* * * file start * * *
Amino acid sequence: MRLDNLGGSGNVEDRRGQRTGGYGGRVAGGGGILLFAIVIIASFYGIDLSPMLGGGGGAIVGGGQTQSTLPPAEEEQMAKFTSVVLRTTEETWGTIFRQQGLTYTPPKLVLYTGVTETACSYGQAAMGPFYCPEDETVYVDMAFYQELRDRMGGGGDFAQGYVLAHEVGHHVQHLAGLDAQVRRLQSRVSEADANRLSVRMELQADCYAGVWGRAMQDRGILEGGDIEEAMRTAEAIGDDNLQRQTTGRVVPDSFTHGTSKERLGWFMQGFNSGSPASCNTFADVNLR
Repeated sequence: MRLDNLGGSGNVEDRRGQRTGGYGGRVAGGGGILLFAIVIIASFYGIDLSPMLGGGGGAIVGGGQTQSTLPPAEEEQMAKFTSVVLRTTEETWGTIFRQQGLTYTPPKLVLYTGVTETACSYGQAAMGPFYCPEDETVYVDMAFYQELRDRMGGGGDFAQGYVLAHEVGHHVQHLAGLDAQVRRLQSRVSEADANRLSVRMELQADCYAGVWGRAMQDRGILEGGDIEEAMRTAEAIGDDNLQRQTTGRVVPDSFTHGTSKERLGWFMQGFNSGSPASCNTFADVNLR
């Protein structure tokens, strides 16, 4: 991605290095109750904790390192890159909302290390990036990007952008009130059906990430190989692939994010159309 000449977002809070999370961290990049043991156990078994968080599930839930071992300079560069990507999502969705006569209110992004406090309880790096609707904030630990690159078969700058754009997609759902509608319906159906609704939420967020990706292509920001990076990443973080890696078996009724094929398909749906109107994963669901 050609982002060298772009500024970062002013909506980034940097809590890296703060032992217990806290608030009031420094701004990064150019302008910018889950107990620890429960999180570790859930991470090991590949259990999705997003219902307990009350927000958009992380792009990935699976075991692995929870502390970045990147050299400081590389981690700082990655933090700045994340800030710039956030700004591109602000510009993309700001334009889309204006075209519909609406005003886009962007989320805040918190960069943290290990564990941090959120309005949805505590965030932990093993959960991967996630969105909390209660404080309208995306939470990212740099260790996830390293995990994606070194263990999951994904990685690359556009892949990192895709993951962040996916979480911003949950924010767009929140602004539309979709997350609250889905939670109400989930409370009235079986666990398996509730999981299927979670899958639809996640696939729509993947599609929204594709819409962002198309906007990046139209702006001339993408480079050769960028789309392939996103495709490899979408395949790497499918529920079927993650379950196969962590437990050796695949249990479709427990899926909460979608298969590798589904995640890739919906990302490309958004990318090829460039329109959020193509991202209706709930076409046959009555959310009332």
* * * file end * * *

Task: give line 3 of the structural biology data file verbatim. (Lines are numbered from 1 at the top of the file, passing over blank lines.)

């Protein structure tokens, strides 16, 4: 991605290095109750904790390192890159909302290390990036990007952008009130059906990430190989692939994010159309 000449977002809070999370961290990049043991156990078994968080599930839930071992300079560069990507999502969705006569209110992004406090309880790096609707904030630990690159078969700058754009997609759902509608319906159906609704939420967020990706292509920001990076990443973080890696078996009724094929398909749906109107994963669901 050609982002060298772009500024970062002013909506980034940097809590890296703060032992217990806290608030009031420094701004990064150019302008910018889950107990620890429960999180570790859930991470090991590949259990999705997003219902307990009350927000958009992380792009990935699976075991692995929870502390970045990147050299400081590389981690700082990655933090700045994340800030710039956030700004591109602000510009993309700001334009889309204006075209519909609406005003886009962007989320805040918190960069943290290990564990941090959120309005949805505590965030932990093993959960991967996630969105909390209660404080309208995306939470990212740099260790996830390293995990994606070194263990999951994904990685690359556009892949990192895709993951962040996916979480911003949950924010767009929140602004539309979709997350609250889905939670109400989930409370009235079986666990398996509730999981299927979670899958639809996640696939729509993947599609929204594709819409962002198309906007990046139209702006001339993408480079050769960028789309392939996103495709490899979408395949790497499918529920079927993650379950196969962590437990050796695949249990479709427990899926909460979608298969590798589904995640890739919906990302490309958004990318090829460039329109959020193509991202209706709930076409046959009555959310009332």